The side walls 14, side doors 16, and the rear wall 18 are of a substantially conventional nature except that they have been divided along a horizontal plane 24 into upper wall panels 14', 16' and 18', and lower wall panels 14", 16" and 18" of the side walls, side doors, and rear wall, respectively. Hinges 26 are located on the outside of sidewalls 14 and side doors 16. The front wall is also divided into an upper part 12' and a lower part 12" connected to each other by hinges 28. With the roof 20 removed, the upper wall panels 14' and 16', and the windshield 22 in the upper front wall 12', can be swung down about their respective hinges so that the truck cab 20 can assume a collapsed position which is more convenient for transport purposes. This collapsed position is illustrated in FIG. 2. As can be seen therein, the upper wall panels 14' and 16' of the side walls and side doors overlie the respective lower parts 14" and 16", while the windshield 22 in the upper front wall 12' rests against the lower part 12" of the front wall 12. Thus, the height of the truck cab 10 is significantly reduced in this collapsed position which is much more convenient for transport purposes.

Also disposed on the outside of sidewalls 14 and side doors 16 are a plurality of retainer pins 30 and retainer buffers 36. A typical retainer pin 30 is shown in detail in FIG. 5. It is conventional in nature comprising a pedestal 32 terminating in a bulb 34. The retainer pins 30 are attached near the top of the upper wall panels 14' and 16' by means of a mounting 35 and project outwardly therefrom. Retainer buffers 36 made from rubber are mounted near the bottom of lower wall panels 14" and 16". A typical retainer buffer 36, comprising a housing 37 which projects outwardly from the wall and a rubber collar 38, is shown in FIG. 6. When the upper wall panels 14' and 16' are swung down about the hinges 26 into the collapsed position shown in FIG. 2, the retainer pins 30 are received with interference into the collars of the retainer buffers 36 in order to prevent loose swinging of the upper wall panels.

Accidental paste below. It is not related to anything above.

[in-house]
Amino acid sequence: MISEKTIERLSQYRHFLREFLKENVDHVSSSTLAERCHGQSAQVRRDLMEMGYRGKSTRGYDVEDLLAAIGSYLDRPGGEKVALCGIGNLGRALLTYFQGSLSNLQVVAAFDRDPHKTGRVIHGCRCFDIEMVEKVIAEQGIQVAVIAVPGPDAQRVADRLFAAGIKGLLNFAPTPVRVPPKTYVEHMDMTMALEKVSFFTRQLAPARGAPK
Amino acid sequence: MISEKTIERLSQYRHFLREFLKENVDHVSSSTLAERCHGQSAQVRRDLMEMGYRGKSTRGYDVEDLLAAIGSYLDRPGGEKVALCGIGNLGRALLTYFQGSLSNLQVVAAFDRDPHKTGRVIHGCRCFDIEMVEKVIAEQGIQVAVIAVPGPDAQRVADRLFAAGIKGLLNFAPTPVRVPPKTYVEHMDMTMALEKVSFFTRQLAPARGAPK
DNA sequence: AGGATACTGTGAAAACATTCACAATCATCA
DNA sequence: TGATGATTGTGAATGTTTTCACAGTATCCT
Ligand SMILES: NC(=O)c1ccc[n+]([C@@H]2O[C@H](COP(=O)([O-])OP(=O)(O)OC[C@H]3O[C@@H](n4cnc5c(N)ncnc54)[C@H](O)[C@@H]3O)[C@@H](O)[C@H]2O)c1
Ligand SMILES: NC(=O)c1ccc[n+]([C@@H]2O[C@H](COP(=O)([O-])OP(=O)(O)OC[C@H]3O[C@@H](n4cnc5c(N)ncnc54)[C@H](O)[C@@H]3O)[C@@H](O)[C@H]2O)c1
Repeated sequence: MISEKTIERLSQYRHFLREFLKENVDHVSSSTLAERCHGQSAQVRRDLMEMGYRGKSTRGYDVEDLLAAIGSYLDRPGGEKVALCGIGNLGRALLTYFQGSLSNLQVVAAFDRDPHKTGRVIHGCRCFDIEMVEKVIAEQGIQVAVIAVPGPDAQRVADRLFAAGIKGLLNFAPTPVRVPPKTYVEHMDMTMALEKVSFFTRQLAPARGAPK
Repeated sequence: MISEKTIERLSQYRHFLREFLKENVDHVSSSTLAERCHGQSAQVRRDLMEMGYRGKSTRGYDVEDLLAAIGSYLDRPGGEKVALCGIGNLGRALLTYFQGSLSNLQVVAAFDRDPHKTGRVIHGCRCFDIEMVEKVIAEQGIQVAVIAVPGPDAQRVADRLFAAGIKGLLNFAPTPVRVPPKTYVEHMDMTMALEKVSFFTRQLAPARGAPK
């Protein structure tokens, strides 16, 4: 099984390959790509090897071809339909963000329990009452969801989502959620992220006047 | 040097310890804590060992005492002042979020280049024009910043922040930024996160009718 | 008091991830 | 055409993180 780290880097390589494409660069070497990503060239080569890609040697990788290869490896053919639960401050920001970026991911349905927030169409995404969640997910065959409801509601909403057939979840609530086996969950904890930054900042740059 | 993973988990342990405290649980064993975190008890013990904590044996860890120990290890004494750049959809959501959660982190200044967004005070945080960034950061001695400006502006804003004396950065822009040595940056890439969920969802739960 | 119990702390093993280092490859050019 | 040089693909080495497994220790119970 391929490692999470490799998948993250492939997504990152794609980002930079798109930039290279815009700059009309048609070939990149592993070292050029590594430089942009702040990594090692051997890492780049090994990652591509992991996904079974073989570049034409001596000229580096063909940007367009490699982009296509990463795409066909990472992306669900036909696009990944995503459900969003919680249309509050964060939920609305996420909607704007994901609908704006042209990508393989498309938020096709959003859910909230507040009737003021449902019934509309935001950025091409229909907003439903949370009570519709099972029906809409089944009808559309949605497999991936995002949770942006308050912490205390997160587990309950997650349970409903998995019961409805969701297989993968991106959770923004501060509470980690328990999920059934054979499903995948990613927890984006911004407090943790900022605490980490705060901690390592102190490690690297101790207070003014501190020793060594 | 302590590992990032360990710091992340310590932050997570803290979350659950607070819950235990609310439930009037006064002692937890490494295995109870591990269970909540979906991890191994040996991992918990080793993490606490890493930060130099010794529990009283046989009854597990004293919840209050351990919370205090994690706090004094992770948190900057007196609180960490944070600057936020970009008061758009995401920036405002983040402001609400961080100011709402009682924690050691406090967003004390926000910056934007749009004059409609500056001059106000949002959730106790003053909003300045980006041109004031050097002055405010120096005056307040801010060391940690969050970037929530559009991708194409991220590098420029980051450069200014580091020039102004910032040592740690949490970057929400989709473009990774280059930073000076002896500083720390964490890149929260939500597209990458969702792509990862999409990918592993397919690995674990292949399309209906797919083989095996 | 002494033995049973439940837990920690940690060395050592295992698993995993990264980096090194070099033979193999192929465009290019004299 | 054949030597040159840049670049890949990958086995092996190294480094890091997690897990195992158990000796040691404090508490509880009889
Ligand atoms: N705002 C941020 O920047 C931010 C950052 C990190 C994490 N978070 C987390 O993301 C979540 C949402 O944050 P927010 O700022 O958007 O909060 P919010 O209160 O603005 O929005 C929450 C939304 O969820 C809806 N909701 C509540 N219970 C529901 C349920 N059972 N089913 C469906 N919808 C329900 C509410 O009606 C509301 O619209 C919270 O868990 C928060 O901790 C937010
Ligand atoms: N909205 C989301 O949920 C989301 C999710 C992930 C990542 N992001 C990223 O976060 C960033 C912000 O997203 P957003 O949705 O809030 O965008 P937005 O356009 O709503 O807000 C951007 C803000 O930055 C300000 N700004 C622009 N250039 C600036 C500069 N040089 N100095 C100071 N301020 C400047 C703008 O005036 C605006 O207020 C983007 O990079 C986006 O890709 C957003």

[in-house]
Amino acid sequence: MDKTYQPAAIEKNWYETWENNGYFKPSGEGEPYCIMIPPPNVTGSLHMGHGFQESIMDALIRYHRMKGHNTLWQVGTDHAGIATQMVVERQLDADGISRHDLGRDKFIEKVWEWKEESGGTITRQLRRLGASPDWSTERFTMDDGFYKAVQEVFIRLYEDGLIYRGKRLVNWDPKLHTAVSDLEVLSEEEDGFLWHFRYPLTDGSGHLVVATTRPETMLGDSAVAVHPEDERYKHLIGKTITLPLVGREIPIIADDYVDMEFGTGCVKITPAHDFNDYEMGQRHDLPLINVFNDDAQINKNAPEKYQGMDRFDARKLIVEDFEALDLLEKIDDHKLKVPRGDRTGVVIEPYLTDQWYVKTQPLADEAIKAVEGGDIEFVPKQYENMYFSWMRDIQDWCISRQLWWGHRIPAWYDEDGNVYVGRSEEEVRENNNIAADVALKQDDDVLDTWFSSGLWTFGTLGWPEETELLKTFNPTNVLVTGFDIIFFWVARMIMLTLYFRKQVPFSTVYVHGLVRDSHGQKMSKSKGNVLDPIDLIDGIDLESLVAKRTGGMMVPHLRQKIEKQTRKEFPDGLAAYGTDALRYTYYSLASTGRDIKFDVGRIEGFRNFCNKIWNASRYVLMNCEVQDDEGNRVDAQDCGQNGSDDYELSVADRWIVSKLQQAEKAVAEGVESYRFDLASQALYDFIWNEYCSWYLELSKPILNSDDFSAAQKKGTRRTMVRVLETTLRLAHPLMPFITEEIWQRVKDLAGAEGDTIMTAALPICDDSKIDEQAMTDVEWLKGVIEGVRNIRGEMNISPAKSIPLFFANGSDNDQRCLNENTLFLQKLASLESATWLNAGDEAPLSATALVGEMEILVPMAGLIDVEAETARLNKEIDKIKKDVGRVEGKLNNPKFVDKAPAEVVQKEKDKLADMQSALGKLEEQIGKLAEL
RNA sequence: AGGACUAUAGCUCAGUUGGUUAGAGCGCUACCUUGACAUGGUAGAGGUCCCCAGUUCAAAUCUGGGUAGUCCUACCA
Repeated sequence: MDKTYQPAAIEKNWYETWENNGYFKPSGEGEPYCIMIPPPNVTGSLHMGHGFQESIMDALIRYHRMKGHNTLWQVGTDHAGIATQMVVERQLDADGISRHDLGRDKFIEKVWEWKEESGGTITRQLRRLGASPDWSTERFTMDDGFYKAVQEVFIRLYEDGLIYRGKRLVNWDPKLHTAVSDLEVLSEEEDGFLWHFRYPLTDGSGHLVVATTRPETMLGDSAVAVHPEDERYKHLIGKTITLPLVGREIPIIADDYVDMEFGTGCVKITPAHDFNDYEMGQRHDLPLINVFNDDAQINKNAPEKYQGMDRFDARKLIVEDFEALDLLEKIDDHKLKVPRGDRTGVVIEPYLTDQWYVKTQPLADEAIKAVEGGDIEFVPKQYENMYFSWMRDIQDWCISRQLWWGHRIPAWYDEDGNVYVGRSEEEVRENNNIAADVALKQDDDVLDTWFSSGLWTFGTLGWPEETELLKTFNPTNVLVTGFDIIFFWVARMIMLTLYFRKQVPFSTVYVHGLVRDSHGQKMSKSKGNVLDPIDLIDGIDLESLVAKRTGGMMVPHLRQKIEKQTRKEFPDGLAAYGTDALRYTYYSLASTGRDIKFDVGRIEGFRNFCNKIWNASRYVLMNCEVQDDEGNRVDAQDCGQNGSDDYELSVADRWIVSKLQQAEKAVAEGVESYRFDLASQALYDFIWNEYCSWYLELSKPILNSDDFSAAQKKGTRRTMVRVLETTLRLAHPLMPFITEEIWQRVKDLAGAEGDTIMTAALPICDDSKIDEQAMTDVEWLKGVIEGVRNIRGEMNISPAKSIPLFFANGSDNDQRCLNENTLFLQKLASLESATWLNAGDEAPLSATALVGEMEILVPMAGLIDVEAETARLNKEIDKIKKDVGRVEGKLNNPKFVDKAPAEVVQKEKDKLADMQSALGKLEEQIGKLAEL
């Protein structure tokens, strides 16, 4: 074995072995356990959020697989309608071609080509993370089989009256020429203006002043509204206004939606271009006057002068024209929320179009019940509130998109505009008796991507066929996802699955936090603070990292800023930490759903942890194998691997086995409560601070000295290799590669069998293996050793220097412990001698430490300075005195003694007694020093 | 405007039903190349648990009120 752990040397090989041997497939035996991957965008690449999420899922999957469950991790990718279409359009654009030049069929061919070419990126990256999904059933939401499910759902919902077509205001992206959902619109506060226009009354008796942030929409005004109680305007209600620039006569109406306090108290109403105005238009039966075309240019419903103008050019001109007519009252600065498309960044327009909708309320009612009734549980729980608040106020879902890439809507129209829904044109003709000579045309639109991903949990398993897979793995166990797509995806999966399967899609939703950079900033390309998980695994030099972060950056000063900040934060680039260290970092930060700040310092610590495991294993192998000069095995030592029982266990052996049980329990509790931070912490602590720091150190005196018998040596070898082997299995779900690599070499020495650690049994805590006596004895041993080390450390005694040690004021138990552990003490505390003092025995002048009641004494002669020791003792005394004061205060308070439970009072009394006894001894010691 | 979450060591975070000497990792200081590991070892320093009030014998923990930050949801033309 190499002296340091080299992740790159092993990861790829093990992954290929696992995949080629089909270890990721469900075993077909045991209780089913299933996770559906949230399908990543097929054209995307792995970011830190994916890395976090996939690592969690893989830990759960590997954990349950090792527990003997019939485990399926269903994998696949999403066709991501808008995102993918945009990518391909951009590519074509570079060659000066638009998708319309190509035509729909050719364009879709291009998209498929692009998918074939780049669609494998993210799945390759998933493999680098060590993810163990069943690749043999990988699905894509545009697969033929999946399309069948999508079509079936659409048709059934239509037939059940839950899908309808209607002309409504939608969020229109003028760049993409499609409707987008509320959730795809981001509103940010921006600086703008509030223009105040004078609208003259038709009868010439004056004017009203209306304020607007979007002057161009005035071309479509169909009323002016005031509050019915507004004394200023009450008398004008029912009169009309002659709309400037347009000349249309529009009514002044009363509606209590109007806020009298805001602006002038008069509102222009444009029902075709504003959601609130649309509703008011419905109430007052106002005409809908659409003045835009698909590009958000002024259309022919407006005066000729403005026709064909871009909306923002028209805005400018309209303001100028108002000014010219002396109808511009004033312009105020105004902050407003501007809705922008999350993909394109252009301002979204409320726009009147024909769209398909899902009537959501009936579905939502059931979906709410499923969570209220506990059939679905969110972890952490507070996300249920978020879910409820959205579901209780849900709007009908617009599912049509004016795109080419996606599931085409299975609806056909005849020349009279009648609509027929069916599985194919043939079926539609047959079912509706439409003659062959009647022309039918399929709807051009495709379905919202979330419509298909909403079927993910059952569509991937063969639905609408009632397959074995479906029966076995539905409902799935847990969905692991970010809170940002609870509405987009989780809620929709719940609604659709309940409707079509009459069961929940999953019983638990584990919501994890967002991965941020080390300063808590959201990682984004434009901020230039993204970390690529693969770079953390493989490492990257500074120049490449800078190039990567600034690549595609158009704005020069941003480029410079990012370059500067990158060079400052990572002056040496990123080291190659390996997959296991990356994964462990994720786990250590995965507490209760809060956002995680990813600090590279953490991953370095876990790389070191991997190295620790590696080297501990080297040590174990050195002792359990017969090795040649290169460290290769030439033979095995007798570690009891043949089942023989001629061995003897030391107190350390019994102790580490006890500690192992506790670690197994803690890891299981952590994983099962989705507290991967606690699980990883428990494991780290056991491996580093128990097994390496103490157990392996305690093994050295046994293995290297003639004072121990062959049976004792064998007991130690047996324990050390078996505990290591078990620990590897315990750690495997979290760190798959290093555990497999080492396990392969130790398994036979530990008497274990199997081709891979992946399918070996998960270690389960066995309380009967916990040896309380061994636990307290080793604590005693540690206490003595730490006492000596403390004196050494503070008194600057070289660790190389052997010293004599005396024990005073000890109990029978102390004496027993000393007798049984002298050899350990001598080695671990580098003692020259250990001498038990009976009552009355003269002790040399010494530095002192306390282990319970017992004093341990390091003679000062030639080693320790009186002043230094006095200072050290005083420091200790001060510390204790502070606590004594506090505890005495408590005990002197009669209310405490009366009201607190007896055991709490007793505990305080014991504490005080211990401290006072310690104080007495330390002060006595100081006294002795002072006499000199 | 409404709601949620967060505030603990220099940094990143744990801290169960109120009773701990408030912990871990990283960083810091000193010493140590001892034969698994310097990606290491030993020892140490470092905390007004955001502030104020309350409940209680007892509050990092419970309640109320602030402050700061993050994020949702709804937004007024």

Referring next to FIG. 4, a sectional view taken along line 4--4 of FIG. 1 showing the combination of a hinge 26 mounted on the outside of the wall panels and a tension lock or latch 50 mounted on the inside of the wall panels is illustrated. The side wall 14 is a dual wall structure comprising an outer wall 14a and an inner wall 14b. In a similar manner, the side doors, front wall and rear wall are also dual wall structures. The hinge 26 comprises a first hinge arm 46 attached to the outer wall 14a of the lower wall panel 14" by means of bolts 43, and a second hinge arm 44 attached to the outer wall 14a of the upper wall panel 14' by means of bolts 45. The second hinge arm 44 is pivotable about the hinge pin 42 in a clockwise direction (as shown in FIG. 4) so that the upper wall panel 14' will overlie the lower wall panel 14" in the collapsed position shown in FIG. 2.